EML‐C1 cells express Kit endogenously, require Steel factor for the maintenance of their multipotency and die within 24 h following Steel factor privation. A variant Ba/F3 cell line harbouring an oncogenic form of the Kit receptor (Ba/F3–KitΔ27) rendering them growth factor‐independent (N.Casteran, R.Rottapel and P.Dubreuil, unpublished). Both cell lines were infected either with pMiev or with the pMiev‐Socs1 retrovirus. Low, intermediate and high GFP expressing cells were isolated by flow‐cytometry cell sorting (Figure 7A) and Socs1 protein levels in each of the populations were determined by Western blot analysis of cellular lysates (Figure 7B). Ba/F3–KitΔ27 cells infected with either the empty vector or cells expressing intermediate or high levels of Socs1 were plated at an initial density of 40 000 cells/ml and grown under normal conditions for 7 days. Over the course of the 7‐day assay, the number of control Ba/F3–KitΔ27 cells increased three times faster than the cells expressing intermediate levels of Socs1. Ba/F3–KitΔ27 cells that expressed high levels of Socs1 failed to proliferate during the 7‐day assay (Figure 7C), although these cells remained viable as measured by the exclusion of the vital‐stain Trypan blue. The capacity of Socs1 to suppress Steel factor‐dependent proliferation in EML‐C1 cells was similar to the results observed with Ba/F3–KitΔ27 (Figure 7C). The fraction of viable EML‐C1 cells expressing Socs1 was quantified by staining with Annexin V and 7‐amino‐actinomycin D (7AAD) (Figure 8). EML‐C1 cells grown in Steel factor contained ∼20% of apoptotic and dead cells 48 h after sorting, whereas EML‐C1 deprived of Steel factor during the same period had uniformly died. Although EML‐C1 cells expressing Socs1 showed no increase in their numbers, 60% were viable at 48 h and ∼50% were viable at 64 h (Table II).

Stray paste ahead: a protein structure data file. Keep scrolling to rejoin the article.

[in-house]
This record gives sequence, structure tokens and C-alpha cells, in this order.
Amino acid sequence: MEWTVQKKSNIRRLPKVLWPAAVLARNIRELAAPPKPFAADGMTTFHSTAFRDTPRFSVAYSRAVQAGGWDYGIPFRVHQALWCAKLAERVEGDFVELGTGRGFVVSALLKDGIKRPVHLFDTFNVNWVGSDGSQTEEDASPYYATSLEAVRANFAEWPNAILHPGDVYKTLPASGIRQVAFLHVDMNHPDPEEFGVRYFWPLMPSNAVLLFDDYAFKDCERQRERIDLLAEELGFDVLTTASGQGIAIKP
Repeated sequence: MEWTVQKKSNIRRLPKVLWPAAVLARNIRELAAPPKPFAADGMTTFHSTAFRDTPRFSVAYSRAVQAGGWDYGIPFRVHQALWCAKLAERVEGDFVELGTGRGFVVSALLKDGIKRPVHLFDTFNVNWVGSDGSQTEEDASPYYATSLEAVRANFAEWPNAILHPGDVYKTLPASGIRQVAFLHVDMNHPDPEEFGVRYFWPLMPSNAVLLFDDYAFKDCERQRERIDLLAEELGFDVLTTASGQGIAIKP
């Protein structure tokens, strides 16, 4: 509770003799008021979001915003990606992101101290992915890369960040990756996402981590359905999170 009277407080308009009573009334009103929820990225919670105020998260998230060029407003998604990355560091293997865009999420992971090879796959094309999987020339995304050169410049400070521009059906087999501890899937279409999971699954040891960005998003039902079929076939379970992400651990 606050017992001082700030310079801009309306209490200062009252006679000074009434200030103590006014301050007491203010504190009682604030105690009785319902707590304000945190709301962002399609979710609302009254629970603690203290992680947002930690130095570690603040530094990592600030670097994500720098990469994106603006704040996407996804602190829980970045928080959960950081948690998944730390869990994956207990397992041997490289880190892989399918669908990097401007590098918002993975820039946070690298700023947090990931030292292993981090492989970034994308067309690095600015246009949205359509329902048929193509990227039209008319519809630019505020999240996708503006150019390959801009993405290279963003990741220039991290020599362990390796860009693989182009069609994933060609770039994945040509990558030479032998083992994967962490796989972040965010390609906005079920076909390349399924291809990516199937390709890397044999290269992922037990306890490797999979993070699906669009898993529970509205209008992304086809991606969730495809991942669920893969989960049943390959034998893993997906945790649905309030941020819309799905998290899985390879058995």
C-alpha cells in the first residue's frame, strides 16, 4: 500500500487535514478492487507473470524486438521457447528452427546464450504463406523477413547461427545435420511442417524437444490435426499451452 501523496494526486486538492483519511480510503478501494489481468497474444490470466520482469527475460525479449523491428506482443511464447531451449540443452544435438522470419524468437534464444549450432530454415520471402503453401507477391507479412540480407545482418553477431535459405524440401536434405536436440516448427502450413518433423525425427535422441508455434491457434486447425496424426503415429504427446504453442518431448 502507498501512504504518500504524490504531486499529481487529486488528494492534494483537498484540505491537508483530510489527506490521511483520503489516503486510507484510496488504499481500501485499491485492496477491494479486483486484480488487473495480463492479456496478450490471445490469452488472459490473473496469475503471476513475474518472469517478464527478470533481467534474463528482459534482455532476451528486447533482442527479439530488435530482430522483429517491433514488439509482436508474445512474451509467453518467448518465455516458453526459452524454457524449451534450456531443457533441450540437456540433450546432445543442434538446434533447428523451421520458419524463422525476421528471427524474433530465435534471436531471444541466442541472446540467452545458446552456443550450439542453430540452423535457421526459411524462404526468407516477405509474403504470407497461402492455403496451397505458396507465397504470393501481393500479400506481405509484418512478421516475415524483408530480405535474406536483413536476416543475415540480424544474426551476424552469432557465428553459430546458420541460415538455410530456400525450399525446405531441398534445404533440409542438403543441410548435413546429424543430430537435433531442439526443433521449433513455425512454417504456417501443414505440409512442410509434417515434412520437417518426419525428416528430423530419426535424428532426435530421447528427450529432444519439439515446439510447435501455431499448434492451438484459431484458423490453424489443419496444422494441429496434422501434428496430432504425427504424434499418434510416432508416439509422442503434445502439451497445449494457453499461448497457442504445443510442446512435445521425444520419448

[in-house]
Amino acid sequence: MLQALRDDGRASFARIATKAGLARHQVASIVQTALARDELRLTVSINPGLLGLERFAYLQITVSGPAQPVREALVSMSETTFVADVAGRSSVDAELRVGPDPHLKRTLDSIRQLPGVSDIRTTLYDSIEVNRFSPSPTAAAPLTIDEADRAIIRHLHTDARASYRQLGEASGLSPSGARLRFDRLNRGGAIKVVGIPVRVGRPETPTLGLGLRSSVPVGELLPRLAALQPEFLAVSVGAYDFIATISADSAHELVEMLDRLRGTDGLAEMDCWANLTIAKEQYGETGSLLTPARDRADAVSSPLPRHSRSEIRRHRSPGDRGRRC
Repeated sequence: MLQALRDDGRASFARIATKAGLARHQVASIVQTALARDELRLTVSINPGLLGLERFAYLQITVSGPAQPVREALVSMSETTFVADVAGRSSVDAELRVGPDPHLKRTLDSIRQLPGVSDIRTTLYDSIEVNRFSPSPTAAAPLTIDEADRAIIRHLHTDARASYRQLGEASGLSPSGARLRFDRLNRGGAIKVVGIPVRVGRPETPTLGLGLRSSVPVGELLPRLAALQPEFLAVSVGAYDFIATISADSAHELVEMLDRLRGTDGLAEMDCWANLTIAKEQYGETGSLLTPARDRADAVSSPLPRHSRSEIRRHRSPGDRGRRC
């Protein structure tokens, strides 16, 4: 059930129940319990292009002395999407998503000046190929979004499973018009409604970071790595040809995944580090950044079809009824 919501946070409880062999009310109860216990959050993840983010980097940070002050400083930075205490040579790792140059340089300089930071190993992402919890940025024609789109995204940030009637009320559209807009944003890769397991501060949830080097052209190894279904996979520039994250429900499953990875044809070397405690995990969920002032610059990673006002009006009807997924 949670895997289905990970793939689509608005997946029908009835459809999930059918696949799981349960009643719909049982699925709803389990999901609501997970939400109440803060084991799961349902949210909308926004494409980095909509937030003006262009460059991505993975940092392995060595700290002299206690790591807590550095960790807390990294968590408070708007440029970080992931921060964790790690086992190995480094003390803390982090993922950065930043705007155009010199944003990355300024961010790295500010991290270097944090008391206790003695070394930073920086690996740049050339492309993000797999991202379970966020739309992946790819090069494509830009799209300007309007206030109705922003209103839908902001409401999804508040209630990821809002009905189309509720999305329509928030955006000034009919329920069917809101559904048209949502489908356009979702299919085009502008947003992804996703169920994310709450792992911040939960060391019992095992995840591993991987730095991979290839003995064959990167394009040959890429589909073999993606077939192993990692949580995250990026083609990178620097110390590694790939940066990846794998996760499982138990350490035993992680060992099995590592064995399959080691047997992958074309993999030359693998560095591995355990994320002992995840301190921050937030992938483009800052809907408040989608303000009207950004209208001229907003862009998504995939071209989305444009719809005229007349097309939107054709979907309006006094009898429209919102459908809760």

Both Kit and Flt3 have been shown to support anchorage‐independent growth in rodent fibroblasts (Lev et al., 1990; Maroc et al., 1993; Caruana et al., 1998). We wished to determine whether the mitogenic potential of Kit and Flt3 in fibroblasts was suppressed by the expression of Socs1 as measured by colony formation in soft agar. A population of NIH 3T3 cells that stably express Kit (PK9) and a Rat2 cell population expressing a chimeric Fms/Flt3 receptor (Raff8) both demonstrated ligand‐dependent colony formation in the presence of their cognate ligands after 14 days of culture (Figure 9, left‐hand panels). PK9 and Raff8 cells were secondarily infected with the pMiev‐Socs1 retrovirus to achieve high Socs1 expression. The expression of Socs1 did not affect the morphology of the cells and did not affect monolayer proliferation under growth conditions of 10, 5, 1 or 0.5% fetal calf serum (FCS) compared with pMiev infected controls and was not therefore generally toxic to the cells. However, the constitutive expression of Socs1 severely reduced both the number and the size of the colonies in response to either Kit or Flt3 activation (Figure 9, right‐hand panels). Therefore, Socs1 suppresses the transformed phenotype induced by the activation of the Kit and Flt3 receptors in fibroblasts. These data, together with those described above, suggest that Socs1 may function as an inducible ‘switch’ which attenuates Kit‐dependent mitogenic signals while maintaining cell survival signals.